Friday, the Supreme Court announced that it was going to review the federal Voting Rights Act before the summer recess. The announcement came 47 years after passage of the law but only three days after minority voters turned out in record numbers to re-elect President Barack Obama. The announcement itself and the timing raise serious questions about whether politics played a role.
In 1965 at the height of the civil rights movement Congress passed the Voting Rights Act and President Lyndon Johnson signed it into law. That single act is responsible for preserving the right to vote for millions of citizens in the nation especially in the South where Jim Crow laws prevented African-Americans from exercising their right to vote for generations.
At the time the Supreme Court ruled the law was constitutional. It has stood since then without any serious challenge. Suddenly, the Roberts Court has decided the law needs to be reviewed.
The particular provision that seems to concern some on the court is the provision that requires 16 Southern states to get prior approval from the Justice Department before it enacts any laws that would limit access to the ballot or change voter registration laws. Legal experts say that pre-clearance is the most powerful tool in the civil rights arsenal.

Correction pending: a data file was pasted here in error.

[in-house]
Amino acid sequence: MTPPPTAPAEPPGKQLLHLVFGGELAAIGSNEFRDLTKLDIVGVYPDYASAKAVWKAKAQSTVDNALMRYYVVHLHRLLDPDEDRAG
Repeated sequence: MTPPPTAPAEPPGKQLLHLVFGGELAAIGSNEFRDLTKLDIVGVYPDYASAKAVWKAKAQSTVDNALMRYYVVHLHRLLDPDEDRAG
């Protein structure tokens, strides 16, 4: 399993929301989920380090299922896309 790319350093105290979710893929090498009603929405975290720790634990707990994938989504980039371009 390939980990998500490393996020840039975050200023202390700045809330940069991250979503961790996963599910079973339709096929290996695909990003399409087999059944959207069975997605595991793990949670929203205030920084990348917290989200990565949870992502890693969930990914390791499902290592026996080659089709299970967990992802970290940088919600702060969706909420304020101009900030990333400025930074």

The pre-clearance provision known as Section 5 has been used 2,400 times since 1982 to prevent state and local rule changes from going into effect. The Supreme Court saw no reason to intervene in any of those 2,400 times.
The Justice Department used the pre-clearance provision in the law to intervene several times this election because Republicans in those states tried to enact laws that restricted voter registration and access to the ballot. In Florida, Texas, and South Carolina the Justice Department objected to proposed voter suppression laws and in Texas and South Carolina, it prevented laws from taking effect because it found they would put an undue burden on the right of many citizens to vote.
All of the sudden, the Court decided the law needs to be reviewed. Is this their last chance to toss the law out after 47 years? Perhaps. Depending on whether there are retirements in the next four years, new Justices appointed by Obama could end decades of control of the Supreme Court by ultra conservative Justices.
This is not the first time in recent times the Supreme Court has acted in a manner that smells of politics. In 2000, the Court installed George W. Bush in the White House by ordering the recount of ballots in Florida. A recount after the fact proved that Al Gore would have won Florida and the presidency had the Court not made that questionable ruling.
The Roberts Court is responsible for the billions of dollars of Super Pac money that financed all the TV ads that Americans were universally sick of. In its ruling in the infamous Citizens United case the Court ruled that laws limiting the amount a corporation can contribute to campaigns are unconstitutional. This led to the billion dollar TV ad blitz this election.
It will be interesting to see what the Court will do with the law. Will they try and remove that provision to allow Republican voter suppression laws to continue, or will they leave it alone? Odds are they plan on eliminating that last barrier to voter suppression while they have a majority on the Court. We’ll see.
If you like this article share it, Tweet it, or follow me on Facebook.